Doughnut for the supermarket

Most large supermarket chains still do far too little to make their shelves sustainable, an annual survey of Oxfam Novib shows. The sustainability policy of supermarkets in the Netherlands, Germany, the United Kingdom and the United States were investigated during the research. In particular, the degree of transparency and accountability, and the treatment of workers, peasants and women were measured.

In the report ‘Ripe for change’ ,the organisation states that the largest supermarkets are partly to blame for keeping up the exploitation of workers at their suppliers in third world countries. “On our international ranking, all supermarkets score below par.”

“Supermarket chains realise billions of euros in revenues every year, but their focus is on making a profit for owners or shareholders and on extending their market share,” said Farah Karimi, general director of the Dutch Oxfam Novib branch.

“Twenty years ago, workers and small-scale farmers still received more than 10 cents of every euro that the consumer paid at the checkout. Now that is reduced to less than 8 cents per euro,” the organisation reported.

“Because supermarkets put pressure on suppliers, workers in developing countries are exploited. Supermarkets have the power and influence to change this,” said Karimi. “They all talk about sustainability, but their policies and practices do little to reflect that.”

Now that purchasing power has increased over the past few years, this would be a perfect time for the big supermarket chains to focus less on growth and more on sustainability. In her book ‘The Doughnut Economy’ , British economist Kate Raworth advocates for a new circular economy; the doughnut model. ‘Our economic activities shouldn’t follow a steep curve, but grow within limits, in an ideal circle. The economy should serve people and planet, not profit and growth. There are hard limits to what we can do to the planet,’ says Raworth. ‘When you start a company, you should be thinking and acting circular from day one. If you follow those rules as an entrepreneur, you can stay below that ecological ceiling of max. 1.5 degrees Celsius global warming and at the same time, you stay above the social limit of the minimum wage for workers.’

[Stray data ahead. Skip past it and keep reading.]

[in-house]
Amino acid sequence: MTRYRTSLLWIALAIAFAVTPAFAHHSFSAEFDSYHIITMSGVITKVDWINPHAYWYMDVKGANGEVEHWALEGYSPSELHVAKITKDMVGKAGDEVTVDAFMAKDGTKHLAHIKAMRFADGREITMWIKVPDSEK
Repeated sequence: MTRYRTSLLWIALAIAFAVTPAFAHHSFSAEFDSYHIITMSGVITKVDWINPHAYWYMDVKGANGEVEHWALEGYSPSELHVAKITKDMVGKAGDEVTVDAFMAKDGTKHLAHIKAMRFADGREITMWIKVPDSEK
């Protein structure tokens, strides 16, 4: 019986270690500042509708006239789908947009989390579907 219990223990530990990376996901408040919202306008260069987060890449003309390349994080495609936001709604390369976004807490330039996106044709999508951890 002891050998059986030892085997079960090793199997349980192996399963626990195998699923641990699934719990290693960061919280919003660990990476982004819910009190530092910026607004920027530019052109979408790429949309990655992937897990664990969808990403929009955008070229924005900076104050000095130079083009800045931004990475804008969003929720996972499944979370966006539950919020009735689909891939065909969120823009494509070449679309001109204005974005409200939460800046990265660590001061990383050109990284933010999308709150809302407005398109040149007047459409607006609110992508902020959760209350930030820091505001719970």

‘Citizens have had enough of politicians and policy-makers who spin that same neoliberal yarn over and over again. The call for new perspectives has never been greater among citizens.’

Raworth doesn’t only put her finger on the sore spot, but she also brings suggestions to the table: ‘Criticising what already exists is not enough, you also need to come up with alternatives. Hence my plea for interest free money, for complementary currencies, for the taxation of pollution, raw materials and land, for a basic income, for circular economies, for an alternative business model that does not revolve around maximizing shareholder value, for physical measurement units rather than the monetary measuring of GDP, for open access rather than private intellectual property rights. As far as that is concerned, we are living in a unique time. Never before has this much been on stake, and never before has our creativity soared as it does now. I am very optimistic about that.’


This post is also available in: Dutch

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